When New York City shut down, brothers Frank and Salvatore Buglione (pictured, left to right) decided with their co-owners at the restaurant group HPH NYC to keep both their Harry’s Italian locations open. “You always hate to see any restaurant go completely dark,” HPH partner Paul Lamas told the Downtown Alliance. “We wanted to try and keep some of our key employees, key staff working. Everybody wanted to work. We really wanted to do something to help the community.”
Beyond their neighborhood regulars, HPH and the Bugliones identified plenty of other mouths to feed in Manhattan. They tapped a number of their food purveyors and liquor vendors to see who’d be willing to chip in — the restaurant would match any donation — to serve first responders (e.g. NYPD’s 1st Precinct, Engine 4 and Ladder 15 on South Street, NewYork-Presbyterian Lower Manhattan Hospital). “We’re not here looking to make money or make this any publicity stunt,” Salvatore told the Alliance. “We do our best work when people are not looking. We just keep dropping off food — we don’t even ask any questions. We just pull up to the emergency room and drop off food.
“I always feel we do the easy part,” Salvatore added. “Okay, we’re dropping off some food. It’s more about what these hospital workers are going through. They’re dealing with patients every day.”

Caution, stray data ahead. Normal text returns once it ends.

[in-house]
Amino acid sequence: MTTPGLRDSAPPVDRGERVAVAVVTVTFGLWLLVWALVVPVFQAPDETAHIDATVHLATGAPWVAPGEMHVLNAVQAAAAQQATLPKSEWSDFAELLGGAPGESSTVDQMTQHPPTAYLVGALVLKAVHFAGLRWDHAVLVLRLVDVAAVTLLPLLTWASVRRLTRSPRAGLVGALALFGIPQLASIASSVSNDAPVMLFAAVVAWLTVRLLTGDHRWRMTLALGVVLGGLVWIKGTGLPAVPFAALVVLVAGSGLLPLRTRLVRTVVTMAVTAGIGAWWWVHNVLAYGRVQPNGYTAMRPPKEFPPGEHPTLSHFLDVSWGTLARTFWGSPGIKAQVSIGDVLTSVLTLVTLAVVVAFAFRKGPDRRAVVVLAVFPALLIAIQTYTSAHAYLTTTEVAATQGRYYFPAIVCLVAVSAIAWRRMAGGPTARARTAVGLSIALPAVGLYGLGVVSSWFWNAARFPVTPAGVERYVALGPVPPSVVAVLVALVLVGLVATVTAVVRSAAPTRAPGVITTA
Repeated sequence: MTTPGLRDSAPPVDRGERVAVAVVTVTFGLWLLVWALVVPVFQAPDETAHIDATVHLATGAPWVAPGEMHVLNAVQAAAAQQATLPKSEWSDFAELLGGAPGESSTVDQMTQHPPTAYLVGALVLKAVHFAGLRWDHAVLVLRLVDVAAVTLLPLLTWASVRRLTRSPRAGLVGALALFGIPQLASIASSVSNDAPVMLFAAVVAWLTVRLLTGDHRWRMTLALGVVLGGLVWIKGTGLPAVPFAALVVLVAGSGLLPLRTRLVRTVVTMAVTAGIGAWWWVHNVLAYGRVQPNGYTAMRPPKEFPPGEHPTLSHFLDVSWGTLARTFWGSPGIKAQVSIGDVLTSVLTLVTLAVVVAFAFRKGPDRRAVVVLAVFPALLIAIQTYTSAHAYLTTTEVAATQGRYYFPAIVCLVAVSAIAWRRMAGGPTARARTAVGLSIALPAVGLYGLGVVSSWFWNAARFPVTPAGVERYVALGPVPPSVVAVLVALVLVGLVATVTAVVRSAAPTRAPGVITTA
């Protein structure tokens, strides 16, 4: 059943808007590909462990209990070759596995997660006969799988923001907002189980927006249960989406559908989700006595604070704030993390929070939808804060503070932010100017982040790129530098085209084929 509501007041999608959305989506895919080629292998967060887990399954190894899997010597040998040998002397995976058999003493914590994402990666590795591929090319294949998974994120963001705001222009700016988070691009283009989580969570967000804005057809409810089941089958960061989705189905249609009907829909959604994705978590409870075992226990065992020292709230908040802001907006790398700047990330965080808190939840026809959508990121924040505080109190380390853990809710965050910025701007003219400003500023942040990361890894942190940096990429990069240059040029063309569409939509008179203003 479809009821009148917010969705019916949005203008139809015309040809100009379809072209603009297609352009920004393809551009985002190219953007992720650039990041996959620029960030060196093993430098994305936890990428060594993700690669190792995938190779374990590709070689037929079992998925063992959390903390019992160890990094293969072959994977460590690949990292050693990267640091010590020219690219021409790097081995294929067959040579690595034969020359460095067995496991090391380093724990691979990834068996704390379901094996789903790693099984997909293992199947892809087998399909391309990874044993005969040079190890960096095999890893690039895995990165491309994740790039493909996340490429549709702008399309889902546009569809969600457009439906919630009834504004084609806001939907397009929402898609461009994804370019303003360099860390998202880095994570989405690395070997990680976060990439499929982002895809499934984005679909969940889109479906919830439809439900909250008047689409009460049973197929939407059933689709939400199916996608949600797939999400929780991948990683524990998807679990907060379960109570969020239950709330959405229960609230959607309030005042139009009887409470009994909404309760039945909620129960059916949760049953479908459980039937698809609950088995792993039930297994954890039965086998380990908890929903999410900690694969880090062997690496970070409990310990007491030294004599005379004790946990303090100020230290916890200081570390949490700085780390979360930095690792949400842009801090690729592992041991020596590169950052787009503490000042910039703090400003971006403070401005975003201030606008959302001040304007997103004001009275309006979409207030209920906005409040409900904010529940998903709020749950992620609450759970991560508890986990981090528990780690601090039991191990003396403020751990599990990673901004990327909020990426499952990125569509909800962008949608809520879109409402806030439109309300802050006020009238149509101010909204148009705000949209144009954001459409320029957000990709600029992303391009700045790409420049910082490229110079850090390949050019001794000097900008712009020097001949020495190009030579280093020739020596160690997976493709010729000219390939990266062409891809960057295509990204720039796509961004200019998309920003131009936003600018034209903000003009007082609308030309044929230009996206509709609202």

The Bugliones work 18- and 19-hour days to do what they’re doing. At around 7 or 8 each morning, they turn on the ovens and wait for the orders to come in. Before they know it, Salvatore said, “we turn around and it’s 11 o’clock at night.” They’re not even tired, he said. “It’s unbelievable: You don’t realize 15 hours went by and you’re still strong.”
“Obviously money’s very tight right now,” Lamas explained, “and we’re doing what we can with the limited dollars that we have.” Still, part of their work is staying in touch with employees who are going through tough times. “We try to send them food,” Salvatore said. “We try to do the best we can to keep it all together.”
Like most businesses functioning right now, a big part of keeping things together is making sure you’re staying amply apart — maintaining the six-foot social distancing rule, wiping down the restaurant nightly, donning masks and gloves. “That’s just the way the world’s changed now,” Lamas said. “I mean, we’ve always had clean restaurants, but now we go the extra yard.”